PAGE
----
Natural health regeneration has also been removed. You need to either use food, potions of healing spells. Using magic or potions increase your magical fever, a new addition which raises whenever you use such magic and kills you when it hits 100%, so use it sparingly!
To get stronger, you also get a really cool Meditation system in order to grab new perks and abilities. How SureAI managed to input this into the Skyrim engine is astonishing, and it looks really good. There’s quite a lot of variance too with some nice trees. You can create potions to turn yourself into a werewolf, suck the soul from corpses to regain health, turn ash and bones into thralls to fight for you and a lot more. You can’t upgrade everything, so you have to pick. I went for Entropy and Phantasm first off. Next time I’ll try something else.
Now, I will say it still is a Skyrim game at heart, which comes with all the clumsy parts. While combat has some tweaks, it’s still the clunky system, and unlike Skyrim, Enderal is hard, especially in the beginning. That takes getting used to. The game plays off older budget RPGs like Gothic, where you’re left to discover things on your own.
Unlike Skyrim, Enderal is linear to a degree. You can still go off to explore, but you’ll find yourself constrained in what you can do, at least in the start. The game is pretty heavily scripted at least early on. There isn’t much you can do off the beaten path for at a few hours in the beginning, but you are able to explore different points as you go. This isn’t too much of a problem for me, because sometimes games can be rather too open. Travelling to the main and vast capital city of Ark is where the game really begins, and it can take a while to get there. It’s not too restricting, it’s just a jump if you’re used to the old Elder Scrolls titles.
This linearity also takes shape in terms of where you can go. There are many areas and quests which just aren’t accessible to you early on, so you may have to potter around and find some easier things to do in order to survive. The game isn’t levelled like Skyrim and Oblivion was, so there will be parts which you have to avoid or run away from. Even normal bandits are hard to kill sometimes. Expect to die a lot, even on easy mode. The game is tough early on, and while the game makes several improvements to Skyrim’s shitty combat system, its still Skyrim combat. Expect a couple of frustrations early on, but it gets easier, and it’s not as bad as a game like ELEX, where it takes a long time before the game can become fun (in spite of its stellar world and quest design).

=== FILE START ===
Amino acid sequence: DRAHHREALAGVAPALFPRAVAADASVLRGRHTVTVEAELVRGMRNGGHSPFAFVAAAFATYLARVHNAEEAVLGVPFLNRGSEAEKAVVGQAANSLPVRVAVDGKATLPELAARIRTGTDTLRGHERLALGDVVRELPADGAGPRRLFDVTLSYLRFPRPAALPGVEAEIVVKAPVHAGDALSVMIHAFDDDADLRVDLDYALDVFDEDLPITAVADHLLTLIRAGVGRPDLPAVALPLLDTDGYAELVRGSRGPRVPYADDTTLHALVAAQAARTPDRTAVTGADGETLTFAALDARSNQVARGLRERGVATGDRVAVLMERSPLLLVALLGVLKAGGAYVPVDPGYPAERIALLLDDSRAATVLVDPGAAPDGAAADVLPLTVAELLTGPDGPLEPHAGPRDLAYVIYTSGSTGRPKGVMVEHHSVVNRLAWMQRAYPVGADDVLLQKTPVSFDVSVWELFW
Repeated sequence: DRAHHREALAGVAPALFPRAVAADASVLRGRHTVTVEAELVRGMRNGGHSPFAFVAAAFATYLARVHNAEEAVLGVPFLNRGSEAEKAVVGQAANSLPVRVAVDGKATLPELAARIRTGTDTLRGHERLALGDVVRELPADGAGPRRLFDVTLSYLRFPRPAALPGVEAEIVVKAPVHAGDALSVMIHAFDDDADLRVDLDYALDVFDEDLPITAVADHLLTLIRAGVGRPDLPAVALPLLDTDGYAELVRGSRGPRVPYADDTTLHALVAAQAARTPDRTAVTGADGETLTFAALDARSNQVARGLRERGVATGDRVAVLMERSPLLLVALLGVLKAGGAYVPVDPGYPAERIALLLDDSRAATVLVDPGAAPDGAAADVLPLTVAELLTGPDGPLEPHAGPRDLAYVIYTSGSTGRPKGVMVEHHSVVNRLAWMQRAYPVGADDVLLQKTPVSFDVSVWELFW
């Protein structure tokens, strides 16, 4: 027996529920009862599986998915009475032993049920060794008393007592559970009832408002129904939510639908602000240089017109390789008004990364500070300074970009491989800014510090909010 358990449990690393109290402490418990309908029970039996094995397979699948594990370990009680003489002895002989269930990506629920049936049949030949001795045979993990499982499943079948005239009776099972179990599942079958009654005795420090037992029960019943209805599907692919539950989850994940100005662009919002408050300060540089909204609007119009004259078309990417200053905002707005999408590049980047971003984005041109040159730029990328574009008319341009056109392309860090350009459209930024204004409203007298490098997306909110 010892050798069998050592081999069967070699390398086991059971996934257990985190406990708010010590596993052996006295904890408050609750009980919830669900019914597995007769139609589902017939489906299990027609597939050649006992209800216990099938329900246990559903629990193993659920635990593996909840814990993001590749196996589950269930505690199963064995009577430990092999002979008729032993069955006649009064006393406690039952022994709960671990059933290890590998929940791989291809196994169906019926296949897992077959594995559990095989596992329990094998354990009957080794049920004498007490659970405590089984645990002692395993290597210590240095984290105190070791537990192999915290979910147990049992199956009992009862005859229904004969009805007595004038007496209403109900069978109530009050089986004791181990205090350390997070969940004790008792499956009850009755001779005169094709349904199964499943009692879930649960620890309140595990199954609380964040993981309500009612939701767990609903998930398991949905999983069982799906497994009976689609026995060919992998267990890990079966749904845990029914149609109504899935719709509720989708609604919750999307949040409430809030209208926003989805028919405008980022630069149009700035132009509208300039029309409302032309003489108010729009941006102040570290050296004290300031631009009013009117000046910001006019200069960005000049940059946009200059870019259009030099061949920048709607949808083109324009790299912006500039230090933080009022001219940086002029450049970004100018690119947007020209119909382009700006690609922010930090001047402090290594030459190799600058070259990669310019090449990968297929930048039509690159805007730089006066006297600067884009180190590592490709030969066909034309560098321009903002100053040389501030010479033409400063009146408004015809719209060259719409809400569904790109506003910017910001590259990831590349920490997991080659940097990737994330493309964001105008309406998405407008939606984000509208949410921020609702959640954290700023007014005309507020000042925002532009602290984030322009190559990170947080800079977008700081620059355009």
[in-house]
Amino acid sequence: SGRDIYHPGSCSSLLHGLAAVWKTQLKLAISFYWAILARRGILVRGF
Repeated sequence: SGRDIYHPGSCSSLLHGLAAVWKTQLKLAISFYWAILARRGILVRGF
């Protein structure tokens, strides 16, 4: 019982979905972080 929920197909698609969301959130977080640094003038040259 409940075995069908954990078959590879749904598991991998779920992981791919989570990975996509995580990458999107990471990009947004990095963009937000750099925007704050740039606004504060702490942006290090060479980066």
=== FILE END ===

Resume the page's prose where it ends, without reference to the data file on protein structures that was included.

A lot of the places and landmarks on the map are just bandit camps, but there is a lot of shit to kill and loot. Don’t let the linearity of this game fool you though. It is just a bit harder to get into then the Elder Scrolls, that’s all. Don’t expect to go in expecting to kill everything and everyone with just a knife, or breaking everyone with broken stealth archery. You can still do that, but it will take time.
There are quite a few side quests, but the meat in the sandwich so to speak comes from the large and branching main quest. I would, again, do everything possible in the game before the final few quests however. You’ll be warned of the tipping point.
Enderal: Forgotten Stories has added a fair few new quests, including a new secret third ending (which is really cool) and two pretty chunky side questlines: The Golden Sickle and the Rhalata. Both are pretty cool with some open-ended ways to complete them, but I seriously recommend the Rhalata. It’s one of the best questlines I’ve seen in a video game, let alone a mod, with a gut-punching story.
Some of the best visual, storytelling and character moments take place in there, I highly recommend you make a beeline for it when you get the chance. There’s a serious case of “Holy-hellism” with this part of the game and the main character Tharaêl is beautifully well written from start to finish. It’s fairly short, just six quests, but the quality is up there with the best.
Game length wise, Enderal: Forgotten Stories can last from 30-100 hours at least. I’ve probably explored only half of what the game has to offer in my first playthrough. If you beeline the main quest, 25-30 hours, but expect it to be twice that, easily. Unlike a lot of games out there, it is quality content from beginning to end.
Voice acting is so important for a game. If it’s poor, people will judge it negatively no matter how good everything else is. There are excellent Skyrim mods let down by poor voice acting. Remember, Enderal is a mod. Of course, that does not excuse quality. Enderal shines on the voice acting across the board.
Of course, they don’t have too many different ones, so you’ll find the lines repetitive after a while.